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J Environ Public Health. 2010;2010:213960. doi: 10.1155/2010/213960. Epub 2010 Sep 21.

Inhalation exposures to particulate matter and carbon monoxide during Ethiopian coffee ceremonies in Addis Ababa: a pilot study.

Author information

1
Department of the Environment and Sustainability, Bowling Green State University, Bowling Green, OH 43403, USA. ckeil@bgsu.edu

Abstract

The unique Ethiopian cultural tradition of the coffee ceremony increases inhalation exposures to combustion byproducts. This pilot study evaluated exposures to particulate matter and carbon monoxide in ten Addis Ababa homes during coffee ceremonies. For coffee preparers the geometric mean (57 μg/m³) and median (72 μg/m³) contributions to an increase in a 24-hour time-weighted average exposure were above World Health Organization (WHO) guidelines. At 40% of the study sites the contribution to the 24-hour average exposure was greater than twice the WHO guideline. Similar exposure increases existed for ceremony participants. Particulate matter concentrations may be related to the use of incense during the ceremony. In nearly all homes the WHO guideline for a 60-minute exposure to carbon monoxide was exceeded. Finding control measures to reduce these exposures will be challenging due to the deeply engrained nature of this cultural practice and the lack of availability of alternative fuels.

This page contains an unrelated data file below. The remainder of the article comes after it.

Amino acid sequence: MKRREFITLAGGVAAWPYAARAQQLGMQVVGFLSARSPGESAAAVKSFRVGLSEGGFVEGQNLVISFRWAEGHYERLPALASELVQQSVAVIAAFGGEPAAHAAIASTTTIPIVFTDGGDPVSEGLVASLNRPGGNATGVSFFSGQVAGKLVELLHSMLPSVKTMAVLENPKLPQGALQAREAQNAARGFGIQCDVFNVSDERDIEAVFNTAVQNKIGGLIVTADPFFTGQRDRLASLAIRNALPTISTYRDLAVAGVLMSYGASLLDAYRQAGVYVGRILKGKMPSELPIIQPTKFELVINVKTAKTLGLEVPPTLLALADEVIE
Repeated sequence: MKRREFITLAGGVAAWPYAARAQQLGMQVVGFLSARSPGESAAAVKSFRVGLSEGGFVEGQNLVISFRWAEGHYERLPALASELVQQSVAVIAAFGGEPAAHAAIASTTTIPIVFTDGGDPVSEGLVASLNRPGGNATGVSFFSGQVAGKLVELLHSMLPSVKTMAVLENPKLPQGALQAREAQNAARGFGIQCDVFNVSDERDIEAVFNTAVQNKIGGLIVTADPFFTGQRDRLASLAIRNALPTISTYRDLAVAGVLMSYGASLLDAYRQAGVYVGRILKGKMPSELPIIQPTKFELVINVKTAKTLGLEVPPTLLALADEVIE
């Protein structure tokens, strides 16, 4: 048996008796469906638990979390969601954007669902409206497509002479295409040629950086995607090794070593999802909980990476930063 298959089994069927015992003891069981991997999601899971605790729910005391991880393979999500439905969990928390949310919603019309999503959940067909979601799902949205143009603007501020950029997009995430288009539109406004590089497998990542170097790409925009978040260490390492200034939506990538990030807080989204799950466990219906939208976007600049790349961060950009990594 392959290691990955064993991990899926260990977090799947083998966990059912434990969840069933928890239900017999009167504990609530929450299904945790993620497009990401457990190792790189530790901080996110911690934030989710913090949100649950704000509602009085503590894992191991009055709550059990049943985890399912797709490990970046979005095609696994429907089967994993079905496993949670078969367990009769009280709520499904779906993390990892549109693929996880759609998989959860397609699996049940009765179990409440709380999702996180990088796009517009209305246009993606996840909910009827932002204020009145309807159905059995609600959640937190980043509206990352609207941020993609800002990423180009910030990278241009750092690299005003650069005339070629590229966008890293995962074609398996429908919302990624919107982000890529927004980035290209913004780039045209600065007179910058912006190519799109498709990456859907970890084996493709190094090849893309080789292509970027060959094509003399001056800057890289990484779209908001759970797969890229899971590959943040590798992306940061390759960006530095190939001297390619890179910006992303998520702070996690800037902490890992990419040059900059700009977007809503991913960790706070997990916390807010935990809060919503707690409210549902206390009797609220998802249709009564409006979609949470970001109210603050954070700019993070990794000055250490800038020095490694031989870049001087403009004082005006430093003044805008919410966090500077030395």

PMID:
20886061
PMCID:
PMC2945644
DOI:
10.1155/2010/213960
[Indexed for MEDLINE]
Free PMC Article
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